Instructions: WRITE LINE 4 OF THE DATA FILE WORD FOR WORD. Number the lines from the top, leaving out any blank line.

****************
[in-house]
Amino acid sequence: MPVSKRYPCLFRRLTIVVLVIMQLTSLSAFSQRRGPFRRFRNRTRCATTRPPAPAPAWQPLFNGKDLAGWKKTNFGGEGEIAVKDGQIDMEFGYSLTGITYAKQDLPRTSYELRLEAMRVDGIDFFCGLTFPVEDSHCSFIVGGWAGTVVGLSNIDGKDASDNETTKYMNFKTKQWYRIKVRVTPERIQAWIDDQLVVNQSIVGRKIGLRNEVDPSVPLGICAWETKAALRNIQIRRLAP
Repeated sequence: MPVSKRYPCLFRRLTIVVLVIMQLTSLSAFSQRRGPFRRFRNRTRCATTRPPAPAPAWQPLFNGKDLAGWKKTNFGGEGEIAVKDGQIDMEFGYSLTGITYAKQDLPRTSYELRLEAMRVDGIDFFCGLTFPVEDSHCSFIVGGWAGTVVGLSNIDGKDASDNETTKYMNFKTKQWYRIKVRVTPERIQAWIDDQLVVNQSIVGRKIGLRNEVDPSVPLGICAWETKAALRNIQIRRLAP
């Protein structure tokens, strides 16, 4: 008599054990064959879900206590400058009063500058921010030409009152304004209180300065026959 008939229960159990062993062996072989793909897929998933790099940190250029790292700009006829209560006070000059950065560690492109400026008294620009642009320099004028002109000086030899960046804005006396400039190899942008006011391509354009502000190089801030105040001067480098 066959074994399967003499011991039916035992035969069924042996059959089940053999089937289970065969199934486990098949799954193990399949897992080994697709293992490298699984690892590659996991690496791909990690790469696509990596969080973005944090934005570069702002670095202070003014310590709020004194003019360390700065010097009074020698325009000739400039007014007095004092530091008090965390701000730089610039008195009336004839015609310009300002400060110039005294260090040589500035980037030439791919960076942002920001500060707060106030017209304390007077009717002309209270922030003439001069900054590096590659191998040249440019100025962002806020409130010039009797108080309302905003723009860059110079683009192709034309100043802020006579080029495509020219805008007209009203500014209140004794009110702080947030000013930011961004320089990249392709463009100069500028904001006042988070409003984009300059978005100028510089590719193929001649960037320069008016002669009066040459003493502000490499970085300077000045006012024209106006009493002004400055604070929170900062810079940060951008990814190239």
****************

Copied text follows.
């Protein structure tokens, strides 16, 4: 008599054990064959879900206590400058009063500058921010030409009152304004209180300065026959 008939229960159990062993062996072989793909897929998933790099940190250029790292700009006829209560006070000059950065560690492109400026008294620009642009320099004028002109000086030899960046804005006396400039190899942008006011391509354009502000190089801030105040001067480098 066959074994399967003499011991039916035992035969069924042996059959089940053999089937289970065969199934486990098949799954193990399949897992080994697709293992490298699984690892590659996991690496791909990690790469696509990596969080973005944090934005570069702002670095202070003014310590709020004194003019360390700065010097009074020698325009000739400039007014007095004092530091008090965390701000730089610039008195009336004839015609310009300002400060110039005294260090040589500035980037030439791919960076942002920001500060707060106030017209304390007077009717002309209270922030003439001069900054590096590659191998040249440019100025962002806020409130010039009797108080309302905003723009860059110079683009192709034309100043802020006579080029495509020219805008007209009203500014209140004794009110702080947030000013930011961004320089990249392709463009100069500028904001006042988070409003984009300059978005100028510089590719193929001649960037320069008016002669009066040459003493502000490499970085300077000045006012024209106006009493002004400055604070929170900062810079940060951008990814190239």